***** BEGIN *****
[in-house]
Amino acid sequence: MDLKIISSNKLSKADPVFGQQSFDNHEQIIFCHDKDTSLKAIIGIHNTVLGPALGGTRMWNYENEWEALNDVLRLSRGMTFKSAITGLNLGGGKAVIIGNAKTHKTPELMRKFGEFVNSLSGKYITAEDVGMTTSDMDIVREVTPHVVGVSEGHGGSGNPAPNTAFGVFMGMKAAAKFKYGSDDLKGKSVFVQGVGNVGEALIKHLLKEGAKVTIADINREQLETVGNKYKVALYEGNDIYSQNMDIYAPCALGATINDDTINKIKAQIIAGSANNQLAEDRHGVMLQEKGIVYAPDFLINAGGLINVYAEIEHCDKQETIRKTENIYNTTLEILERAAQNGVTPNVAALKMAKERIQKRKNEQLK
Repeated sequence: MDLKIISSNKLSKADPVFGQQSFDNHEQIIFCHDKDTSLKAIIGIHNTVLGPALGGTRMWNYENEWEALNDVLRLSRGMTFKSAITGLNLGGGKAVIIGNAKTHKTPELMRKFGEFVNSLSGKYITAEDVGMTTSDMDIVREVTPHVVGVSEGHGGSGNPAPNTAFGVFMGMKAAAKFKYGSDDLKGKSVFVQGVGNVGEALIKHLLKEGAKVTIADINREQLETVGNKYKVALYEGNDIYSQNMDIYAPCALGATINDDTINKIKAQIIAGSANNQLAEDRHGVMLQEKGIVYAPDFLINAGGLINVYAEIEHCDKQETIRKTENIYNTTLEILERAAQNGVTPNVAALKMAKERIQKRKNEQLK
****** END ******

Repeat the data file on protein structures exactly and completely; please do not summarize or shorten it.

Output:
[in-house]
Amino acid sequence: MDLKIISSNKLSKADPVFGQQSFDNHEQIIFCHDKDTSLKAIIGIHNTVLGPALGGTRMWNYENEWEALNDVLRLSRGMTFKSAITGLNLGGGKAVIIGNAKTHKTPELMRKFGEFVNSLSGKYITAEDVGMTTSDMDIVREVTPHVVGVSEGHGGSGNPAPNTAFGVFMGMKAAAKFKYGSDDLKGKSVFVQGVGNVGEALIKHLLKEGAKVTIADINREQLETVGNKYKVALYEGNDIYSQNMDIYAPCALGATINDDTINKIKAQIIAGSANNQLAEDRHGVMLQEKGIVYAPDFLINAGGLINVYAEIEHCDKQETIRKTENIYNTTLEILERAAQNGVTPNVAALKMAKERIQKRKNEQLK
Repeated sequence: MDLKIISSNKLSKADPVFGQQSFDNHEQIIFCHDKDTSLKAIIGIHNTVLGPALGGTRMWNYENEWEALNDVLRLSRGMTFKSAITGLNLGGGKAVIIGNAKTHKTPELMRKFGEFVNSLSGKYITAEDVGMTTSDMDIVREVTPHVVGVSEGHGGSGNPAPNTAFGVFMGMKAAAKFKYGSDDLKGKSVFVQGVGNVGEALIKHLLKEGAKVTIADINREQLETVGNKYKVALYEGNDIYSQNMDIYAPCALGATINDDTINKIKAQIIAGSANNQLAEDRHGVMLQEKGIVYAPDFLINAGGLINVYAEIEHCDKQETIRKTENIYNTTLEILERAAQNGVTPNVAALKMAKERIQKRKNEQLK